• Browser support: This one is a major advantage of both Highcharts and FusionCharts. They are not limited to modern browsers and support all older browsers (including IE 6). So no matter who your audience is, you can be assured that your charts will work fine.


  • Personal support: You will be fine in most situations, but if you ever hit an edge case or face a problem that nobody else has faced then help might be hard to come by. Highcharts provides pretty limited support even in their dedicated ‘maintenance and support’ plans. That can be a major decision factor if you are an enterprise or building something for an enterprise client.
  • Range of charts: Whether this point will affect you will again depend on your requirements, but Highcharts has a smaller collection of charts compared to FusionCharts.


I have created a polar chart where all three series are defined separately (line, area and column). You can configure the starting angle, ending angle, range and interval just by setting the corresponding properties. Notice how simple it is compared to D3?

See the Pen MwyRzj by SitePoint (@SitePoint) on CodePen.


Screenshot of Fusioncharts website

FusionCharts started in 2002 and is now trusted by more than 85% of Fortune 500 companies. It offers four different packages—charts, widgets, maps and power charts—and you need only buy the type that suits your needs.


  • Range of charts: When it comes to variety of charts, there is no match for FusionCharts. They offer 90+ charts and 965 maps. There is a good probability that the visualization you are thinking of is already present in the package.
  • Customizability and live examples: It is very easy to customize FusionCharts and include features which otherwise would take many lines of code in other libraries . They also have a huge gallery of ready made fiddles and business dashboards for inspiration and free download.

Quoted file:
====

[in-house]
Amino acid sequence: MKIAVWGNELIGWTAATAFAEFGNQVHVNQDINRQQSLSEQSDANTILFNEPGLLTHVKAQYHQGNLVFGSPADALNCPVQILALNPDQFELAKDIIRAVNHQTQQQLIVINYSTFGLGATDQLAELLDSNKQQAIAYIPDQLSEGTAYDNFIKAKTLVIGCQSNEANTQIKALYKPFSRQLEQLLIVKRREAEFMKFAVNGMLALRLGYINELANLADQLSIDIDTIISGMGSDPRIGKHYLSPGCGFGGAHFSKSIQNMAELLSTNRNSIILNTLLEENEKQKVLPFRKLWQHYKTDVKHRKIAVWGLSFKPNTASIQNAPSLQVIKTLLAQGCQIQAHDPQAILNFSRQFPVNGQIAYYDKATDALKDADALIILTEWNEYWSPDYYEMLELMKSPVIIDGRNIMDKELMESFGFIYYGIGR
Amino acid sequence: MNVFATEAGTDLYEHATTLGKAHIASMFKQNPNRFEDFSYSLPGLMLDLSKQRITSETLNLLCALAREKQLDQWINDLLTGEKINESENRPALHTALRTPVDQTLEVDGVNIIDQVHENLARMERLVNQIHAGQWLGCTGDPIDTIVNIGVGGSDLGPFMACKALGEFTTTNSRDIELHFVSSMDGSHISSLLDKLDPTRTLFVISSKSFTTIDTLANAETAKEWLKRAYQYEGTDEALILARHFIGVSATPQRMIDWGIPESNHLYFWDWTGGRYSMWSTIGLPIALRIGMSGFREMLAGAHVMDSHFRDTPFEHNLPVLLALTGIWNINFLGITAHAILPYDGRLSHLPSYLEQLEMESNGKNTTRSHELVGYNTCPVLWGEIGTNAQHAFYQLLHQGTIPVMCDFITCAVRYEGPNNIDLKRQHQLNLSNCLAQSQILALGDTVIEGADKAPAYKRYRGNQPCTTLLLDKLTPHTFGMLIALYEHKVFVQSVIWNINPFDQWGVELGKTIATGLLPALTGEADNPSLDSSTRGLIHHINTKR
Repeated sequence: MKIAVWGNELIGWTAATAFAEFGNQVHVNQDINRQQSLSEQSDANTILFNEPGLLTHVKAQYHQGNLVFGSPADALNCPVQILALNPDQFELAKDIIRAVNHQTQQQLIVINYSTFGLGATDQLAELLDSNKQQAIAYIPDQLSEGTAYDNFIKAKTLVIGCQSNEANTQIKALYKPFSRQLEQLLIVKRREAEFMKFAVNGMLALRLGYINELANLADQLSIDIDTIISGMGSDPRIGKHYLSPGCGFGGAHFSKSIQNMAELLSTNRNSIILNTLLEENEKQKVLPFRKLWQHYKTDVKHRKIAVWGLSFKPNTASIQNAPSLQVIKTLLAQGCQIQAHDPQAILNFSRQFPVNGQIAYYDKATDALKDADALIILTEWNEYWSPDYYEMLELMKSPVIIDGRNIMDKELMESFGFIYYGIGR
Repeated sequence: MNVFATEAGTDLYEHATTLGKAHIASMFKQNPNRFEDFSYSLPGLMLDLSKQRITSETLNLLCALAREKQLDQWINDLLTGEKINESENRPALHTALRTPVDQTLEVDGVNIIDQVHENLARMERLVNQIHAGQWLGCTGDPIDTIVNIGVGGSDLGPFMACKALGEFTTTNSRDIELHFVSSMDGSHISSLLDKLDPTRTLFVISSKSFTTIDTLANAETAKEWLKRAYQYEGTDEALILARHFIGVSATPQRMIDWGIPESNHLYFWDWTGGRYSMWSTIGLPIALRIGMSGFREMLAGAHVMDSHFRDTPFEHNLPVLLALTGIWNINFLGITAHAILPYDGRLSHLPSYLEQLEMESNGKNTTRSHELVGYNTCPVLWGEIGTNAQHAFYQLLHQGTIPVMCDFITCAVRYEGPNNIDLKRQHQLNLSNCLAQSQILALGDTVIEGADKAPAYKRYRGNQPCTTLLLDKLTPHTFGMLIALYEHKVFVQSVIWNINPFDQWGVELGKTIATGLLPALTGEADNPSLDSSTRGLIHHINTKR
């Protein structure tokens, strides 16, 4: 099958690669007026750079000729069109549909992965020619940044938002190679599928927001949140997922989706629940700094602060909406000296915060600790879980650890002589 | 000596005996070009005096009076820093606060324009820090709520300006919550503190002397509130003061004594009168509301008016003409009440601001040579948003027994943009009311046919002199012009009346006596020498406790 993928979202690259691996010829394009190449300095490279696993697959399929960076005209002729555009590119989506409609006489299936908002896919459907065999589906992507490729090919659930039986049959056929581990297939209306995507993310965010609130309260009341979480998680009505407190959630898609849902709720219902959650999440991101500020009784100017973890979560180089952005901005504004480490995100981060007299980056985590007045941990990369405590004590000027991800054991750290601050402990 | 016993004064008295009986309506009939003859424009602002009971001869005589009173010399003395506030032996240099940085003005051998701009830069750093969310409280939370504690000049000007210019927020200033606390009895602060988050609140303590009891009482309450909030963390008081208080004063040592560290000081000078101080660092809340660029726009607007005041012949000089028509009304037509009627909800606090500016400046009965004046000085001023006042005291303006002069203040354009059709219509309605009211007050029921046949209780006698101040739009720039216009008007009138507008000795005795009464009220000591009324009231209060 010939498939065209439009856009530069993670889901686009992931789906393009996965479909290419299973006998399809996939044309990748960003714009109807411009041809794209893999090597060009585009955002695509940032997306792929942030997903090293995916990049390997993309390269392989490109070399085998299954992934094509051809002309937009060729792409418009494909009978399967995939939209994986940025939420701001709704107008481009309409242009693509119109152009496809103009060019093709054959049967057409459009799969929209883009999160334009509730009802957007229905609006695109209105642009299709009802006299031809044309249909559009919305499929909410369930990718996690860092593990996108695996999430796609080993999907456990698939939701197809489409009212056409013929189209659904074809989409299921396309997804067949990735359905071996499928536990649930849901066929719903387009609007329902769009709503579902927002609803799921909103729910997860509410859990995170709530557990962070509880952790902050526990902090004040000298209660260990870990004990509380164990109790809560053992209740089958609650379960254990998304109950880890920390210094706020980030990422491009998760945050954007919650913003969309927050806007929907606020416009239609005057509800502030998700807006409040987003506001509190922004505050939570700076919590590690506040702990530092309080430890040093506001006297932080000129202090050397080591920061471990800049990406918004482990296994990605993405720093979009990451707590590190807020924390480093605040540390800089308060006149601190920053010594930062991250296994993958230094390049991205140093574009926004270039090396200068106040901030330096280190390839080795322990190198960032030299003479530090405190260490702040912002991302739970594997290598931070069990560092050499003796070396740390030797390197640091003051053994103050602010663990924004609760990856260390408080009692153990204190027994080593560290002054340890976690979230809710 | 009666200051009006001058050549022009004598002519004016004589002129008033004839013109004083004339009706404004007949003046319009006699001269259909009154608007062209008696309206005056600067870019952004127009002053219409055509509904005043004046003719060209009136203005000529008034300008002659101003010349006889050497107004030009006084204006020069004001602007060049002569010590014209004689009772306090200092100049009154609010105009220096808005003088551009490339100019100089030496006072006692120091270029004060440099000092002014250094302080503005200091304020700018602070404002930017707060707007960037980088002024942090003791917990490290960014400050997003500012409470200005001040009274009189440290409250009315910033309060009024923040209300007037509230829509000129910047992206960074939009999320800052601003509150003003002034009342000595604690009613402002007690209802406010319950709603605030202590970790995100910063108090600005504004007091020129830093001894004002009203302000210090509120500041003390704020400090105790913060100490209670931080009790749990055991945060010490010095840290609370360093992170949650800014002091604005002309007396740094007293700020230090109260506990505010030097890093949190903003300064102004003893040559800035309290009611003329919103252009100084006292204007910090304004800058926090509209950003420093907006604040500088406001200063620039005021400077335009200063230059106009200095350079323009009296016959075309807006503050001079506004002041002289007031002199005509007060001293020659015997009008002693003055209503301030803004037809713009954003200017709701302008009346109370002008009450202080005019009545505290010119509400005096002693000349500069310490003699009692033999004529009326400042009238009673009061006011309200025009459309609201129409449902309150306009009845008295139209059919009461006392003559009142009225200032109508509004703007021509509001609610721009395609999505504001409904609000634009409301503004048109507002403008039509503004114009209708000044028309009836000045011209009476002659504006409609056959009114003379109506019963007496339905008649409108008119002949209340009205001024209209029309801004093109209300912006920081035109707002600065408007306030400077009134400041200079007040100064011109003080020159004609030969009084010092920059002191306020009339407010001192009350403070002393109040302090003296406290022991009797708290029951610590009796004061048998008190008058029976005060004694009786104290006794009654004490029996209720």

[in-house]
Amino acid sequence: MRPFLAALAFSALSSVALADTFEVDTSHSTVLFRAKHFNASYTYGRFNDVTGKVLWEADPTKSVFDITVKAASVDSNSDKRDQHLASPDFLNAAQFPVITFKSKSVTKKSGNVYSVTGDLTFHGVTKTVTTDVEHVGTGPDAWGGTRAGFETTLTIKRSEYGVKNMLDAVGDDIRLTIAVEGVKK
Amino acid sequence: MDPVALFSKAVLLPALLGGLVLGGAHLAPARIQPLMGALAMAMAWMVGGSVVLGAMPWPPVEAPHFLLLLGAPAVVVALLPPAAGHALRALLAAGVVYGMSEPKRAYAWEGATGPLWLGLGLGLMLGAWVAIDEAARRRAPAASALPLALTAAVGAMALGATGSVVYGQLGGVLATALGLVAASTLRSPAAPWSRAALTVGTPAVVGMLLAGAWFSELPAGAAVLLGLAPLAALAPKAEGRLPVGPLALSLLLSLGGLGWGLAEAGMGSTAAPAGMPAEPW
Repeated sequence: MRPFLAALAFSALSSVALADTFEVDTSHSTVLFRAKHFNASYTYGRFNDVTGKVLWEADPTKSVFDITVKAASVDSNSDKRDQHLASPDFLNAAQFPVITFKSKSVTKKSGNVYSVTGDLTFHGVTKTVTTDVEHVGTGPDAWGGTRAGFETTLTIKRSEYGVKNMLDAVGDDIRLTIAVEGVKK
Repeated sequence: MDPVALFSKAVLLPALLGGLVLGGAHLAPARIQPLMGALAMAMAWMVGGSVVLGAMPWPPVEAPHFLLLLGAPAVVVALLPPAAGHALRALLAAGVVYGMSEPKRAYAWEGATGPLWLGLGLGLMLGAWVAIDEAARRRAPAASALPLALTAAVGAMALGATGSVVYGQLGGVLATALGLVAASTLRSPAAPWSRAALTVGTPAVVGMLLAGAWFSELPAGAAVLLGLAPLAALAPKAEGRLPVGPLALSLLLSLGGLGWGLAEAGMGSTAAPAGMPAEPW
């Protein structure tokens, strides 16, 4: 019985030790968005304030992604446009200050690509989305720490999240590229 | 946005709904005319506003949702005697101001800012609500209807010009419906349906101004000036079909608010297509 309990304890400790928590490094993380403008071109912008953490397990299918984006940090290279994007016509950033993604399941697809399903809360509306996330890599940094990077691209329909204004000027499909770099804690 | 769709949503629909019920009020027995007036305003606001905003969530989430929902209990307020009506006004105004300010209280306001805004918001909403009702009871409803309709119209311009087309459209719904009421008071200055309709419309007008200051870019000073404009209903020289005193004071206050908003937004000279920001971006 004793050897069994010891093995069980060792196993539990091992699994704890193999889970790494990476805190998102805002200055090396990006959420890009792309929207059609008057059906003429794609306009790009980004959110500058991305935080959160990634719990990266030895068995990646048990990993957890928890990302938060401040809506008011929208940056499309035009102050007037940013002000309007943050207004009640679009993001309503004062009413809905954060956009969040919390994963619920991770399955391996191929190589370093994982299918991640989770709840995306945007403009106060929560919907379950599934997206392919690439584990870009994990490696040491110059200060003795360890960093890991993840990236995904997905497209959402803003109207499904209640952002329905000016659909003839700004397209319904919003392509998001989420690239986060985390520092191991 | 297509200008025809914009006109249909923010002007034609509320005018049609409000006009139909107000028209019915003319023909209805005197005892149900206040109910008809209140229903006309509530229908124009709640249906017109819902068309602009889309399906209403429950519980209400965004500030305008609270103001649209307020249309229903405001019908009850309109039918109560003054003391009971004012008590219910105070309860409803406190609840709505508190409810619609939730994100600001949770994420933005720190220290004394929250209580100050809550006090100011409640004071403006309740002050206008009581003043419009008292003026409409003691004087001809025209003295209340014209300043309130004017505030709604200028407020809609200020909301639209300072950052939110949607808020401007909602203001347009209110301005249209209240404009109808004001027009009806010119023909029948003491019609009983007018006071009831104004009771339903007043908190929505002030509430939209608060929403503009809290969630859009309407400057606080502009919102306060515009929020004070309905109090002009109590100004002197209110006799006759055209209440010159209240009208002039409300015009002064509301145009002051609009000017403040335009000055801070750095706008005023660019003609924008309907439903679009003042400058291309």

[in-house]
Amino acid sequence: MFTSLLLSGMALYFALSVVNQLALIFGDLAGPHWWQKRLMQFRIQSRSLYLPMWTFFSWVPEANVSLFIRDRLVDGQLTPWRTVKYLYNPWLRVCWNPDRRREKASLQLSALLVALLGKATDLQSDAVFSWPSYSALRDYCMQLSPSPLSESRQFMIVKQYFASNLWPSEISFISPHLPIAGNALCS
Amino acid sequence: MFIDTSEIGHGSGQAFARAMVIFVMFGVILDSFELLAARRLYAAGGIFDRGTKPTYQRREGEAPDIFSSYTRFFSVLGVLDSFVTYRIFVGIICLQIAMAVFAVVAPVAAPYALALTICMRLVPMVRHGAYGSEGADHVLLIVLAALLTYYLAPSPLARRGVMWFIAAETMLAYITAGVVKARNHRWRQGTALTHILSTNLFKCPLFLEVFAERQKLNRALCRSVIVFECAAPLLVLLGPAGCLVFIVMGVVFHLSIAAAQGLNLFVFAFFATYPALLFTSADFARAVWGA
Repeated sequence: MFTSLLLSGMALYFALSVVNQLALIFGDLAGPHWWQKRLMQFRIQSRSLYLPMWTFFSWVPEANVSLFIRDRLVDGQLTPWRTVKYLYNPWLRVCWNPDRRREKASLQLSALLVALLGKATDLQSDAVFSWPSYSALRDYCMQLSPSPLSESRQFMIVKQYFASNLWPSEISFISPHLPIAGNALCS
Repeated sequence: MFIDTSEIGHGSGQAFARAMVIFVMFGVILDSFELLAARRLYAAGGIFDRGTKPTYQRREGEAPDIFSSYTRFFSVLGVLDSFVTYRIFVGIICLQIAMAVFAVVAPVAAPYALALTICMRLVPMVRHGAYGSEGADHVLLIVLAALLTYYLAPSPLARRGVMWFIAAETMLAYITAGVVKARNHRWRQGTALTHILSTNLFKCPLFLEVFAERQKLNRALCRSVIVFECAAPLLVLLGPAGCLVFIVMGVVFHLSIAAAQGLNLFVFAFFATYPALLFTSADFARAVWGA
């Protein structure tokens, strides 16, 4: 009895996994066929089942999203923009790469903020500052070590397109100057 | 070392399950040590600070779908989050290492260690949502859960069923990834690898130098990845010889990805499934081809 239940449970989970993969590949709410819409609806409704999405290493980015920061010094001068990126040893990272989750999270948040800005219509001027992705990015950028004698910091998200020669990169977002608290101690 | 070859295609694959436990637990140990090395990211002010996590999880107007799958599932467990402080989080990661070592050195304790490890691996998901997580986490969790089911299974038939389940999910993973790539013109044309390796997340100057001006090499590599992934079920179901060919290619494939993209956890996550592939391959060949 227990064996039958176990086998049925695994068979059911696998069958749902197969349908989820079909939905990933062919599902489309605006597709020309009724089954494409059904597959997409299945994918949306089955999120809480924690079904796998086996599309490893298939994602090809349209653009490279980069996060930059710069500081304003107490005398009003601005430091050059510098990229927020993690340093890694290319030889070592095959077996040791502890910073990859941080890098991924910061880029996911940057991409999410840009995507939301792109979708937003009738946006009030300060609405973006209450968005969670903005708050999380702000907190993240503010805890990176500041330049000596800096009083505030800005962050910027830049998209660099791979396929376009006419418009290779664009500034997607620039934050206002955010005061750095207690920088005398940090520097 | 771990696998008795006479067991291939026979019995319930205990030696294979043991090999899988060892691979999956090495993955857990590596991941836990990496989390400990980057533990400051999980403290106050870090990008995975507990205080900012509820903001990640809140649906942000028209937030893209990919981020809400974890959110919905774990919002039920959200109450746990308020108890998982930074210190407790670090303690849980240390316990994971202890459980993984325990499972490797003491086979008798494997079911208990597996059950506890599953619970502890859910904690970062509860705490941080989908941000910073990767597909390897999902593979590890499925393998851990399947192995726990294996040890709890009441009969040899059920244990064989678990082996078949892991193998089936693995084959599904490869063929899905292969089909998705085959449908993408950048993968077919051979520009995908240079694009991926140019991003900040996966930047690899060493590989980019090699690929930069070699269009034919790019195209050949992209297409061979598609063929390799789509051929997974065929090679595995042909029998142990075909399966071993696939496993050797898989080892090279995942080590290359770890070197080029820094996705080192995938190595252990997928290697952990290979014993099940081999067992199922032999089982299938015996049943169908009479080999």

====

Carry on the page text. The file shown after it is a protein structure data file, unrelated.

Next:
• Wrappers and Plugins: FusionCharts offers official wrappers and plugins which are up to date. And since they are official, you are covered by their support. This is an advantage over Highcharts where wrappers are developed by community and not covered under their support.
  • Browser and device support: Works well across all browsers (including IE 6) and devices.
  • Advanced features: Apart from normal events and methods available in all charting libraries, FusionCharts differentiates itself by offering advanced features like an annotation engine, macros and visually editable charts right out of the box.
  • Personal support: This is a huge plus for me. I need to get solutions quickly whenever I am stuck and FusionCharts does a great job at it. In fact, they are quite proactive when it comes to helping their customers. Look at this mail I got when I downloaded their free trial. Now, how cool is that?
    Screenshot of a welcome mail from Fusioncharts


  • Library Size: FusionCharts is a bit heavy if you compare it to other libraries. So that can be a problem in web-based applications, but won’t be as big an issue with intranet based apps.
  • Price: It is priced slightly higher when compared to Highcharts. So if price is a concern, then you might want to go with one of the other options.


I have created a box-and-whisker plot using some sample data. You can customize tooltips, theme and legend position just by setting the corresponding properties (as with Highcharts).

See the Pen Box-and-whisker plot by SitePoint (@SitePoint) on CodePen.


Now that you know the pros and cons of each library, let’s see when to use what:

  • If you want to build something that the world has never seen before and you have time in hand, go for D3.js.
  • If you are single developer or a small team, you should go for Highcharts (given it supports the charts you want).
  • If you are an enterprise or a growing business, FusionCharts would be your best bet considering its advanced capabilities (again, if it supports the charts you want).

These are not rules, but more of suggestions based on my experience. What do you think? Did I miss anything? Would love to learn more in the comments section below!